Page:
In Burma, wife of journalist released from prison
|Publisher||Committee to Protect Journalists|
|Publication Date||23 October 2007|
|Cite as||Committee to Protect Journalists, In Burma, wife of journalist released from prison, 23 October 2007, available at: http://www.refworld.org/docid/48243c4523.html [accessed 21 January 2018]|
|Disclaimer||This is not a UNHCR publication. UNHCR is not responsible for, nor does it necessarily endorse, its content. Any views expressed are solely those of the author or publisher and do not necessarily reflect those of UNHCR, the United Nations or its Member States.|
New York, October 23, 2007 – The Committee to Protect Journalists welcomes today's release of Khin Mar Lar, the wife of award-winning Burmese journalist and documentary filmmaker Thaung Tun (also known as Nyein Thit), who is still in hiding. Khin Mar Lar was detained on September 25, when security agents raided her home in the central city of Mandalay.
"The news of Khin Mar Lar's release is welcome, but the fact that her husband is still in hiding shows that the crackdown on journalists in Burma is ongoing," said Joel Simon, CPJ's executive director. "It is time for the government to drop from its policies of intimidation and detention and allow journalists and all of Burma's citizens to enjoy a free and open media."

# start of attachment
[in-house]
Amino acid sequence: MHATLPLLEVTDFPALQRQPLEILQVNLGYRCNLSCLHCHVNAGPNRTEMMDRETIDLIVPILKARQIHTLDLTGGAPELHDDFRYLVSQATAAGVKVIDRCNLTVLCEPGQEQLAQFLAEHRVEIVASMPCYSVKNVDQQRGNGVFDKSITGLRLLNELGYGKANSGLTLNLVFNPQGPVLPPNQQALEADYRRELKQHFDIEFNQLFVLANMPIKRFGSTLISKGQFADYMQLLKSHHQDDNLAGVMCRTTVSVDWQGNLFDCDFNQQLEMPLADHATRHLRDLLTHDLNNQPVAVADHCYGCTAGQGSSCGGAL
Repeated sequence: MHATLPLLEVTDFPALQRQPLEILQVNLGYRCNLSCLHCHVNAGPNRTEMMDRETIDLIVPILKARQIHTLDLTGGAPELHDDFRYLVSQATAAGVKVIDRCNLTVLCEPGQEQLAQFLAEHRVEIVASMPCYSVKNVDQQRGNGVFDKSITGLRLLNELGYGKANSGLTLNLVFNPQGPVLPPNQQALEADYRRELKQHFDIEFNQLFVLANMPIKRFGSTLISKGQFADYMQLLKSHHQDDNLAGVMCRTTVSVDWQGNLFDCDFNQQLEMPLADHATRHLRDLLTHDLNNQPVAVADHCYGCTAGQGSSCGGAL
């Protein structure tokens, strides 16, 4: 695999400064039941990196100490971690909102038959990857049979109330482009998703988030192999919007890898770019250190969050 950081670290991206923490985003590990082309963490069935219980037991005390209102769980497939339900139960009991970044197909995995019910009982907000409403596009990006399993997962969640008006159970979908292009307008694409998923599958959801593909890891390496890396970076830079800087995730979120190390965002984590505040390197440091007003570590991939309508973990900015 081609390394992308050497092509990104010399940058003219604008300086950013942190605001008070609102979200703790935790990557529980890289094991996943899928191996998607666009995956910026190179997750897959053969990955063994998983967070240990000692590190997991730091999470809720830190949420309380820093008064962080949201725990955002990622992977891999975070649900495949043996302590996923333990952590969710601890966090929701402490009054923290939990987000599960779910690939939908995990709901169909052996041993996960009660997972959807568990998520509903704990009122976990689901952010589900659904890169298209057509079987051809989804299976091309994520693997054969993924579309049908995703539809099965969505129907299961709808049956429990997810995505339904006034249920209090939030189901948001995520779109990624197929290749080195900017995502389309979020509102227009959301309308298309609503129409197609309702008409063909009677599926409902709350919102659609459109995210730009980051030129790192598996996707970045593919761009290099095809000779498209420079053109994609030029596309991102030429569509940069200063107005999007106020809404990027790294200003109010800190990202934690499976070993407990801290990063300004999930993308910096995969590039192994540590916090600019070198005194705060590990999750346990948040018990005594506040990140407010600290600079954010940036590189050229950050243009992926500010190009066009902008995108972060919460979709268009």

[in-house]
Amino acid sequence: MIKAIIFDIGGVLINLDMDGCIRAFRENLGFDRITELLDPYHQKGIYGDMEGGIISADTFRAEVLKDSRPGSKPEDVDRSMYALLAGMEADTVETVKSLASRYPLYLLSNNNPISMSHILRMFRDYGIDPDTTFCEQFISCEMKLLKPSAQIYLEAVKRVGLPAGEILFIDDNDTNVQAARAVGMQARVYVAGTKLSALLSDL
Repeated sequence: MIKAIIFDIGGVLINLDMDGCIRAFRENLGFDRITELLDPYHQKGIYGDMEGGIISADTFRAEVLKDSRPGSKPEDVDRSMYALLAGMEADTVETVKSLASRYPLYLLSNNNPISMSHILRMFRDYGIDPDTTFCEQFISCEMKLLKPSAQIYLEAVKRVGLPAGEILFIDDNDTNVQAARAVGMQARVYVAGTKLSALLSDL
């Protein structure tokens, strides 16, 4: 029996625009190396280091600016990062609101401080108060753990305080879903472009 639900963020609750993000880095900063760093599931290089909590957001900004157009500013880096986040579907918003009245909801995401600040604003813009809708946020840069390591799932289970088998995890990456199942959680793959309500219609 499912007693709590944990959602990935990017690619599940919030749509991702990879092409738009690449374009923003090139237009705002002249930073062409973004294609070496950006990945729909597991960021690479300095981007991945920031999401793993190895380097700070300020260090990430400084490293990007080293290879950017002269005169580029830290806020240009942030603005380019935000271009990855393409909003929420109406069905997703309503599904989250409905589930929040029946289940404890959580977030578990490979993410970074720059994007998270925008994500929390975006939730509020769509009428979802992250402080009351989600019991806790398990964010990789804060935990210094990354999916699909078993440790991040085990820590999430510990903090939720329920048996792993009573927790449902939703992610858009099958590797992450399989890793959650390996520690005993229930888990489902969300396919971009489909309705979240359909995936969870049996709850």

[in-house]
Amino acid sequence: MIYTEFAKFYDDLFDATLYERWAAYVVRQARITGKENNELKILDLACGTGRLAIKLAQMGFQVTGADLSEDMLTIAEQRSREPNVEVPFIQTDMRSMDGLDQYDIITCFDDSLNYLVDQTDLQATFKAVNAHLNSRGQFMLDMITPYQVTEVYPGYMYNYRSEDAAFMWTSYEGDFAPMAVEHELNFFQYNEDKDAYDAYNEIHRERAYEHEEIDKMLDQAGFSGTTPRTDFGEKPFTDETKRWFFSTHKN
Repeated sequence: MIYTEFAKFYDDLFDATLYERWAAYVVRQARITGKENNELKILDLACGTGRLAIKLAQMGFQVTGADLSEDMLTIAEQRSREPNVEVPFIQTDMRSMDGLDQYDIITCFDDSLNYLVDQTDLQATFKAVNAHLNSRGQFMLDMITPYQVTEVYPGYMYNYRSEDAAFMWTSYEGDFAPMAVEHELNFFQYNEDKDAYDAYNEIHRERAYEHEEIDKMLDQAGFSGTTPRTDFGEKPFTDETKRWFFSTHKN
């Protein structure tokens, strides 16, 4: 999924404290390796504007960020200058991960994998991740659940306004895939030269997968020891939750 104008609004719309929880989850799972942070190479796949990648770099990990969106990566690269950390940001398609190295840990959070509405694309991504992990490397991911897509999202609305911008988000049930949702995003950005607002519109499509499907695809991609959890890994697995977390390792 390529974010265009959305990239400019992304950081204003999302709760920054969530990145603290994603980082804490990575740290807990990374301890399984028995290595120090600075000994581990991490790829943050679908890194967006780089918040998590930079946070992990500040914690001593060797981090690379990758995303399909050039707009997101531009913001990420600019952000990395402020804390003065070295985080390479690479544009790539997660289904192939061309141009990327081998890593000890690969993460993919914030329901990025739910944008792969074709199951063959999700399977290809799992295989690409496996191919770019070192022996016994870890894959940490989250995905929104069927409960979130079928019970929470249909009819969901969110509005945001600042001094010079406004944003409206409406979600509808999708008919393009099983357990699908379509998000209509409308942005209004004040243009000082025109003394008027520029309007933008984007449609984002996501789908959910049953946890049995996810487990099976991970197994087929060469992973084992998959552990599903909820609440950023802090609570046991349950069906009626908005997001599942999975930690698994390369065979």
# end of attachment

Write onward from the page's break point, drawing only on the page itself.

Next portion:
According to the Washington-based U.S. Campaign for Burma, Khin Mar Lar was taken to Police Battalion No. 4 in Plake Township, near Mandalay. She told Radio Free Asia and the exile group Democratic Voice of Asia that she had been interrogated there by police for 14 hours without food, drink, or rest. She said that after 10 days she was sent to Oo Bo Prison in Mandalay, along with other female detainees.
Her husband, Thaung Tun, an editor, reporter, filmmaker, and poet, was honored by CPJ with an International Press Freedom Award in 2004. Thaung Tun had reportedly been active in supporting the demonstrations that swept Rangoon, Mandalay, and other parts of the country in September and October.
Widespread international media reports say more than 2,000 people have been detained in the last two months, including a number of journalists. Many of those not detained have gone into hiding either within or outside the country. Exile groups in contact with people inside Burma are receiving reports of beatings and torture as some of the men and women rounded up after the demonstrations are being slowly released.
During a protest in September, Burmese troops shot and killed Japanese photographer Kenji Nagai, 50, of Tokyo-based video and photo agency APF News.